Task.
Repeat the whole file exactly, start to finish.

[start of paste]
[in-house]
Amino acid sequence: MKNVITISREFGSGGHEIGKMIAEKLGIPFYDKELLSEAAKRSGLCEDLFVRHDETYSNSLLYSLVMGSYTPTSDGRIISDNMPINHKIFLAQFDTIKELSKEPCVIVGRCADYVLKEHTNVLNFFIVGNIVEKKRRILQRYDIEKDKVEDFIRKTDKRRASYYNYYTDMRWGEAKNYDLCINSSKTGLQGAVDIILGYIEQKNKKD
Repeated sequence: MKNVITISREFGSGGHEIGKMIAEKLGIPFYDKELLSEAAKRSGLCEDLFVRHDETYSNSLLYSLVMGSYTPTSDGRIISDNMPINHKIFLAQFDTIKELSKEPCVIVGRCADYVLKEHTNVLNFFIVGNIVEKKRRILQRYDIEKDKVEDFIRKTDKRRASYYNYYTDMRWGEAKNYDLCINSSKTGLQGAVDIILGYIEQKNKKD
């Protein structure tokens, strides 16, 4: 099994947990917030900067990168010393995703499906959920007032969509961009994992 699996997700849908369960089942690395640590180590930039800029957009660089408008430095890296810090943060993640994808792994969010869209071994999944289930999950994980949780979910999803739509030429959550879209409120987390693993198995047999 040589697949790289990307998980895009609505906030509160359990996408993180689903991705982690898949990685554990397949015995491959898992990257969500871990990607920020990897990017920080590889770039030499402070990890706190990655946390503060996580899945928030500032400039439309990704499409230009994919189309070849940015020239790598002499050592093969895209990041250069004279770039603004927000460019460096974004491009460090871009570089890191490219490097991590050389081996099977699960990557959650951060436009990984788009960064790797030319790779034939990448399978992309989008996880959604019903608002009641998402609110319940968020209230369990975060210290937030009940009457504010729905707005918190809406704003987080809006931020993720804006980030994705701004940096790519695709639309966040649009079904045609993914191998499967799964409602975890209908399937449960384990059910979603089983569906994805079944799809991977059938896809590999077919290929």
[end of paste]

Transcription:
[in-house]
Amino acid sequence: MKNVITISREFGSGGHEIGKMIAEKLGIPFYDKELLSEAAKRSGLCEDLFVRHDETYSNSLLYSLVMGSYTPTSDGRIISDNMPINHKIFLAQFDTIKELSKEPCVIVGRCADYVLKEHTNVLNFFIVGNIVEKKRRILQRYDIEKDKVEDFIRKTDKRRASYYNYYTDMRWGEAKNYDLCINSSKTGLQGAVDIILGYIEQKNKKD
Repeated sequence: MKNVITISREFGSGGHEIGKMIAEKLGIPFYDKELLSEAAKRSGLCEDLFVRHDETYSNSLLYSLVMGSYTPTSDGRIISDNMPINHKIFLAQFDTIKELSKEPCVIVGRCADYVLKEHTNVLNFFIVGNIVEKKRRILQRYDIEKDKVEDFIRKTDKRRASYYNYYTDMRWGEAKNYDLCINSSKTGLQGAVDIILGYIEQKNKKD
């Protein structure tokens, strides 16, 4: 099994947990917030900067990168010393995703499906959920007032969509961009994992 699996997700849908369960089942690395640590180590930039800029957009660089408008430095890296810090943060993640994808792994969010869209071994999944289930999950994980949780979910999803739509030429959550879209409120987390693993198995047999 040589697949790289990307998980895009609505906030509160359990996408993180689903991705982690898949990685554990397949015995491959898992990257969500871990990607920020990897990017920080590889770039030499402070990890706190990655946390503060996580899945928030500032400039439309990704499409230009994919189309070849940015020239790598002499050592093969895209990041250069004279770039603004927000460019460096974004491009460090871009570089890191490219490097991590050389081996099977699960990557959650951060436009990984788009960064790797030319790779034939990448399978992309989008996880959604019903608002009641998402609110319940968020209230369990975060210290937030009940009457504010729905707005918190809406704003987080809006931020993720804006980030994705701004940096790519695709639309966040649009079904045609993914191998499967799964409602975890209908399937449960384990059910979603089983569906994805079944799809991977059938896809590999077919290929």